As we’ve continued to check in on the good (Oklahoma) and bad (Massachusetts) across the country in terms of rolling out legalized and medicinal marijuana, it’s always worth checking in on California. Often a forerunner in ways both good and weird, the Golden State has seen a mixed bag of news lately.
Remember Proposition 19? Of course you don’t; it happened in 1972. But that unsuccessful ballot initiative cemented California’s place as a trailblazer in the legalization world. It was the first state – by two full years – to legalize medicinal cannabis, in 1996. And California joined Nevada, Maine and Massachusetts in legalizing recreational marijuana use in 2016.
So how’s it been going? Well, let’s see …
Imagine how you’d feel carrying around a grocery bag containing $350,000 in cash. That’s how some legitimate cannabis businesses are paying their state taxes in California, although to be fair this is not entirely the fault of the state. As we’ve seen nationwide, banks are still reluctant to do business with those producing what is still an illegal drug at the federal level, hence the brown bags. But until recently, some farmers have had to drive up to five hours with those brown bags to pay their taxes. The state finally located tax collectors in the heart of what’s called the Emerald Triangle, alleviating some of the travel, if not the dangers of a cash business.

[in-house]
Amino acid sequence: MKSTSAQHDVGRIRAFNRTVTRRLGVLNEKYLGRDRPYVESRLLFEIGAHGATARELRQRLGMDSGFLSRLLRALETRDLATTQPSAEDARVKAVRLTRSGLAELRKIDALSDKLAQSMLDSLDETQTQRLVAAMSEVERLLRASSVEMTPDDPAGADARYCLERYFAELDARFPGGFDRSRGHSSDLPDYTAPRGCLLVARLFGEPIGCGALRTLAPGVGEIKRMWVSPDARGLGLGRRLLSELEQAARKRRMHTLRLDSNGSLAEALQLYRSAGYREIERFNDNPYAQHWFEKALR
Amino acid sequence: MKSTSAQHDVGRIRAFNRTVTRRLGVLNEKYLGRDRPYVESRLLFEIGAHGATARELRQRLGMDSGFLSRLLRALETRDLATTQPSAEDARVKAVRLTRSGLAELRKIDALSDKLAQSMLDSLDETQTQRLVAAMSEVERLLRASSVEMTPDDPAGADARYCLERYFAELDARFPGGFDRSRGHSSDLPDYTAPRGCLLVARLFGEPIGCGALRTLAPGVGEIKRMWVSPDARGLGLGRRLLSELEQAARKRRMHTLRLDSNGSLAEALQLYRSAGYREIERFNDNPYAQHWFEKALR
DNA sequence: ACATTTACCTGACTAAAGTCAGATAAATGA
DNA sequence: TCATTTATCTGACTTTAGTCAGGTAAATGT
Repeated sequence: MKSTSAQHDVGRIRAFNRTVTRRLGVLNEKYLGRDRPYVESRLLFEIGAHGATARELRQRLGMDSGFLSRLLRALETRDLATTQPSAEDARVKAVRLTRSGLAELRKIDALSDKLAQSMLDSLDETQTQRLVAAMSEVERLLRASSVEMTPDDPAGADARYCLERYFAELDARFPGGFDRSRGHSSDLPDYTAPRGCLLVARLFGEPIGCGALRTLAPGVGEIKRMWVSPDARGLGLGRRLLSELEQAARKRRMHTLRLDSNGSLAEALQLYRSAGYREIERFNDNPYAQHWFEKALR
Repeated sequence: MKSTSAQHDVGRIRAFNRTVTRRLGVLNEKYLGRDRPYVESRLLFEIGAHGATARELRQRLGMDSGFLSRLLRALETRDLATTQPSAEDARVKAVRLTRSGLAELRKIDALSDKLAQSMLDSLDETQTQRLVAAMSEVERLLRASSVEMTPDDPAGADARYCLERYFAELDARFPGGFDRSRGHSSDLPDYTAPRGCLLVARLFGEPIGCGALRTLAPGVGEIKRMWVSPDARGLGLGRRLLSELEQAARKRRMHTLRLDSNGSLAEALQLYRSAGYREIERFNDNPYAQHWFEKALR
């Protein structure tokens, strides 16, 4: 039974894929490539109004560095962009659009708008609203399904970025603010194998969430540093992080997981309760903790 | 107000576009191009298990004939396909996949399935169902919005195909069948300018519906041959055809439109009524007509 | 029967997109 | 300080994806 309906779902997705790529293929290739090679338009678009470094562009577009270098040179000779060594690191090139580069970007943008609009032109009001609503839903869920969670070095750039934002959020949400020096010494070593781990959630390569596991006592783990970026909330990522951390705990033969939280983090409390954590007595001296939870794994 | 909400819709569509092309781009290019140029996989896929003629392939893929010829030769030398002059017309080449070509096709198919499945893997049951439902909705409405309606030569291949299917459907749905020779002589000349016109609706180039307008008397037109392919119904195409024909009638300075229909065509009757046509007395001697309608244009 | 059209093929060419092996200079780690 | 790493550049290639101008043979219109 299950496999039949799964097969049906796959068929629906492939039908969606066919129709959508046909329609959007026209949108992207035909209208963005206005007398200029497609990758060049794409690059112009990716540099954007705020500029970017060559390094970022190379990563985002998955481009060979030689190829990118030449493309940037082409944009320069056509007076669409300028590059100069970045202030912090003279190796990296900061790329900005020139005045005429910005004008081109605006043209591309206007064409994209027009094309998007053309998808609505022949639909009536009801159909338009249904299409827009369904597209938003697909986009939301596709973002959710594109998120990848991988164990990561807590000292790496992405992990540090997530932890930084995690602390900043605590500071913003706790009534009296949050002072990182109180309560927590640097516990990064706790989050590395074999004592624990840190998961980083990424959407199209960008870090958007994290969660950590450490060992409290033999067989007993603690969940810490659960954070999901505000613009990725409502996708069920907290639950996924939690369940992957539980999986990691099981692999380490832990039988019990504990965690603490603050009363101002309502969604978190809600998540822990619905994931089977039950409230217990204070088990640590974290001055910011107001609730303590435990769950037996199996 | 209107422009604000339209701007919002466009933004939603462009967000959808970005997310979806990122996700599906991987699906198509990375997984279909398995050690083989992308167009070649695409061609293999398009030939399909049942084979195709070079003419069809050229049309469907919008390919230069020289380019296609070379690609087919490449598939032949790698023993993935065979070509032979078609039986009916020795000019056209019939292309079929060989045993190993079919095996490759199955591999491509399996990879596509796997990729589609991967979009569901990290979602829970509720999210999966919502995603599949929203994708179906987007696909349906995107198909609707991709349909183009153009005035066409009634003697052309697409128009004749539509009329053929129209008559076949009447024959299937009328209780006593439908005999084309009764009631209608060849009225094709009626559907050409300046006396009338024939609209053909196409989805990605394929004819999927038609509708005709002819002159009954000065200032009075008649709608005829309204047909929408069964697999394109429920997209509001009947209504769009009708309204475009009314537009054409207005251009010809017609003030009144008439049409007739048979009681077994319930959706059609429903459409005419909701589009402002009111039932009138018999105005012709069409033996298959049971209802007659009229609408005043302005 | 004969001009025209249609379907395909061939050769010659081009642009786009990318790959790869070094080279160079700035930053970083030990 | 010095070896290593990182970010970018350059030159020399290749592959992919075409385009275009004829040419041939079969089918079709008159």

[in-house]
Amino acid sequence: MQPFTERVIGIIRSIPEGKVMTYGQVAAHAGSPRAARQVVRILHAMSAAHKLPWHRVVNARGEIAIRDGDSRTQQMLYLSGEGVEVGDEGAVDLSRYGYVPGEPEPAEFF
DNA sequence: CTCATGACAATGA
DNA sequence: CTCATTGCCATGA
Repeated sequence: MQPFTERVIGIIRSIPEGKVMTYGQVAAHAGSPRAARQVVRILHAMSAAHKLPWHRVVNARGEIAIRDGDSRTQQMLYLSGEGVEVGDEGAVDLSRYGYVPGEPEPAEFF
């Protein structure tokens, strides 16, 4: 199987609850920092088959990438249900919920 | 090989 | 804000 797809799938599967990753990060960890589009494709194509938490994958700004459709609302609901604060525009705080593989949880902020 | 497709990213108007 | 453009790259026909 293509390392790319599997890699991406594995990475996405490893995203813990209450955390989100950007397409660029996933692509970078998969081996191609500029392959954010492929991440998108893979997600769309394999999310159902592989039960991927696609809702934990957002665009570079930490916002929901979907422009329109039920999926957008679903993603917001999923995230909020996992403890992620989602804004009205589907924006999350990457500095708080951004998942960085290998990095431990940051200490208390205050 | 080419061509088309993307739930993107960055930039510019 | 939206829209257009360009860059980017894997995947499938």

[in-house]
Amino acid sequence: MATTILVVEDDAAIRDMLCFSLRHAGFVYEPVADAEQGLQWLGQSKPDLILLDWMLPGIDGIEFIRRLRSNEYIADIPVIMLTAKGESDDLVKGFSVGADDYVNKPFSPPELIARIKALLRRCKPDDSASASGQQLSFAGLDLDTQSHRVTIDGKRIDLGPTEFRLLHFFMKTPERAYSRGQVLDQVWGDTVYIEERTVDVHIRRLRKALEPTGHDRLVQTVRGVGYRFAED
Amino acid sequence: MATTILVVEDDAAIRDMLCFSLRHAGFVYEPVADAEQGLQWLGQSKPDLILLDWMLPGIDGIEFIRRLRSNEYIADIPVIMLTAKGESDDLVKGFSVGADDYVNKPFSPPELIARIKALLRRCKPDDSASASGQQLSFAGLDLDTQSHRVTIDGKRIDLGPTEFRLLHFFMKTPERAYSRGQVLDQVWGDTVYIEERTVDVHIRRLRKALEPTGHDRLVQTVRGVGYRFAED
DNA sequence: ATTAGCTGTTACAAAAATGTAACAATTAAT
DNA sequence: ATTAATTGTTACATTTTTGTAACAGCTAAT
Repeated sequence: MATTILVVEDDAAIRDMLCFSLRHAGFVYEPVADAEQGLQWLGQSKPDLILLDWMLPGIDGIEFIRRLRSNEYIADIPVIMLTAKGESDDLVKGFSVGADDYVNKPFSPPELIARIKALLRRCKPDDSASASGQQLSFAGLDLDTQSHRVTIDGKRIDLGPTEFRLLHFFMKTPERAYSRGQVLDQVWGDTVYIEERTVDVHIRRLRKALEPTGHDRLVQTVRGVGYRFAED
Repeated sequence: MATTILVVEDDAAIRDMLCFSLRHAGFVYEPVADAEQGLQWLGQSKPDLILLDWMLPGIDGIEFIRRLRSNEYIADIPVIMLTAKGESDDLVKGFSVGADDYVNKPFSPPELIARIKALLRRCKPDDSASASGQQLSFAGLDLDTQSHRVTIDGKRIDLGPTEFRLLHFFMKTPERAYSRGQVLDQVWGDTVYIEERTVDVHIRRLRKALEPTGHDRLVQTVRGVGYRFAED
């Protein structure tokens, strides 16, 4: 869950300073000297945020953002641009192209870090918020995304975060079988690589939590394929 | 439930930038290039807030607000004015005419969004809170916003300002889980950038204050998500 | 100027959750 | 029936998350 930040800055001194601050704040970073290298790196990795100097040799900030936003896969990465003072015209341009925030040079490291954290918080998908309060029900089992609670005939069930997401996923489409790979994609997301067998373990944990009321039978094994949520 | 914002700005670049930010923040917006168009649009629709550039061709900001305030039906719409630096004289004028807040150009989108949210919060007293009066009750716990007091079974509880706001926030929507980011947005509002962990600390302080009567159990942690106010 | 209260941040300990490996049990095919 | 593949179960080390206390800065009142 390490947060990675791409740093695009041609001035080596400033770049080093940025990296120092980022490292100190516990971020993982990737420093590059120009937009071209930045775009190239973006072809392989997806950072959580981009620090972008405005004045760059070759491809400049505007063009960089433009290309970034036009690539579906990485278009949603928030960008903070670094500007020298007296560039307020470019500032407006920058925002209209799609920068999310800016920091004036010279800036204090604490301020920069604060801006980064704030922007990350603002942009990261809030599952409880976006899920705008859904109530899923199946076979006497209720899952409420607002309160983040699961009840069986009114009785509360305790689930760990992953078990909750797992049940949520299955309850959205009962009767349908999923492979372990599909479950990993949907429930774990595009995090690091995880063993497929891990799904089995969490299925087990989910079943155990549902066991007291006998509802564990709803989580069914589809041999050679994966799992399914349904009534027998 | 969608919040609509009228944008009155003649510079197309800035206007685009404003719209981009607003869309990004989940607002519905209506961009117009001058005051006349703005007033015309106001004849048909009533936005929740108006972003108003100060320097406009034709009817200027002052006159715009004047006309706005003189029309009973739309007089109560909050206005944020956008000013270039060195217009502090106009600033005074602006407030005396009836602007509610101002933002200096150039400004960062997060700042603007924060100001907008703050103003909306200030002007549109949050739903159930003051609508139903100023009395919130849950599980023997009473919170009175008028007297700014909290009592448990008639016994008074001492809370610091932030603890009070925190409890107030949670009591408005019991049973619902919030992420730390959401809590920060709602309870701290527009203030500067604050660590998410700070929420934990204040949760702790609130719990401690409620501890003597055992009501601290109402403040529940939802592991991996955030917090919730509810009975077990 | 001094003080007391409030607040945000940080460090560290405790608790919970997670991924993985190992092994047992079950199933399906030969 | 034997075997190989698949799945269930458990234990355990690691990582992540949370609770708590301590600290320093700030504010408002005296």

In other news, a tug of war has ensued over home delivery. Because (like many other places) California has lagged in getting retail dispensaries opened, some residents have found the need to drive 50 to 100 miles to reach the nearest retailer. That’s an inconvenience for someone using recreational marijuana, but a real issue for those depending on it medicinally. Subsequently, the state: passed legislation allowing home delivery; was on the receiving end of a lawsuit filed by 24 cities to block home delivery; and sidelined a bill that would have prohibited home delivery for the next year. In short, home delivery is ok … for now.
The situation as a whole, though, is probably best described in the headline of a recent New York Times article titled, “Getting Worse, Not Better.” As we’ve seen in other states, the “not in my backyard” stance of many municipalities has limited the number of legal outlets (some 80 percent of California municipalities prohibit retail marijuana business). And as we’ve also seen in other states, this means a huge, ongoing payday for the black market operations that were supposed to go out of business with legalization. The legal farmers are frustrated – they’re paying taxes and the bad guys aren’t – and law enforcement is right behind them as the problem worsens.
In the Golden State, as in many others, the Law of Unintended Consequences is in full effect.